By Claire Martindale
Luckily for the planet, sustainability has become the next big thing in fashion, with retailers everywhere making the leap towards ethical and eco-friendly production and distribution practices. There are so many factors in what defines an item as “sustainable,” and picking out pieces may seem like a daunting task for the everyday fashion consumer. With that being said, here are some terms to familiarize to ensure your new pieces fit the title:
Sustainable: In today’s fashion industry we have been hearing this word a whole lot, but do we genuinely know what it means? By definition, sustainability refers to something's ability to be maintained at a certain rate or level. However, in terms of clothing, this word entails a consumer's desire for items to last the test of time, while supporting environmentalism and ethical production.
Ethically Made: Sustainability involves not just environmentalism, but human rights and ethics.
Purchasing clothing items that are deemed “ethically made,” means the brand you are buying from supports third world countries, while providing fairer wages and working conditions for employees.
Greenwashing: Sustainable buyer beware! The term “greenwashing” refers to the practice of brands using specific phrases and practices to trick consumers into thinking their products are sustainable when they are not. Watch out for brands that overuse words like "natural" and "conscious" without proof or discussion of their practices. Additionally, make sure to question the overuse of nature images and the color green in advertising campaigns.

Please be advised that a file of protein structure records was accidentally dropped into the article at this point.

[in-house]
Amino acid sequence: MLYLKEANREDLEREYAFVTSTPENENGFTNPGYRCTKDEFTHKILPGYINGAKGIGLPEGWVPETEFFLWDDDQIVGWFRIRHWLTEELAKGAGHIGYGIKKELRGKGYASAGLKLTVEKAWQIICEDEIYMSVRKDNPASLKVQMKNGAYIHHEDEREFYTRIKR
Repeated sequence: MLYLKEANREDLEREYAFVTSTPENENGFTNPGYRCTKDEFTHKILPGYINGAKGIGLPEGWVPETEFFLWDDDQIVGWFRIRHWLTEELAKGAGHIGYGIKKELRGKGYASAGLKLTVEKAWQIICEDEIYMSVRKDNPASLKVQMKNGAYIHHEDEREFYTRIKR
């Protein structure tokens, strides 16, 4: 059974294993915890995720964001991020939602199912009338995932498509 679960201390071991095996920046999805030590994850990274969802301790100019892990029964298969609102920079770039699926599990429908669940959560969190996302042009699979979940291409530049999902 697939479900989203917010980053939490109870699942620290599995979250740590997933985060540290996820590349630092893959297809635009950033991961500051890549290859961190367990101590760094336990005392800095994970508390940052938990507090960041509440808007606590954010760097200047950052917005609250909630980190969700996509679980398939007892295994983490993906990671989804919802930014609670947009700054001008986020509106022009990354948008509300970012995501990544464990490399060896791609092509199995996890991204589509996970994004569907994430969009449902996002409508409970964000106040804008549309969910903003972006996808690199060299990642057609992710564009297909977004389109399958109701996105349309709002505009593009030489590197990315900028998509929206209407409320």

Recycled Cotton: Purchasing garments composed of recycled cotton and other reused materials requires fewer resources to produce, resulting in fewer carbon emissions being released into the air during production.
Upcycling: A standard sustainable practice in the fashion world. “Upcycling” involves taking old pieces and reworking them into a new trendy piece. For example, brands often upcycle by taking excess material from dresses that would otherwise be discarded and using it to create headbands and tube tops.
Thrifting: Thrifting involves sourcing and buying garments second-hand to give them a new life instead of having them end up in landfills.
Bamboo: When looking to buy a new addition for your wardrobe, consider purchasing one composed of bamboo instead of traditional cotton. Unlike cotton, bamboo is fast-growing, plentiful, requires no fertilizer, and uses minimal amounts of water to grow and process.
No-wash: Over-washing garments wastes millions of tons of the world's water supply every year. A great way to stay sustainable is to buy garments composed of high-quality fabrics that require little to no washing post-wear. Levis is a brand famous for its no-wash jeans, instead of throwing your favorite denim in for a fourth cycle, the brand suggests putting them in the freezer to get rid of smells.
Claire Martindale is an editorial intern who is knowledgeable in all things fashion, sustainability, and social media.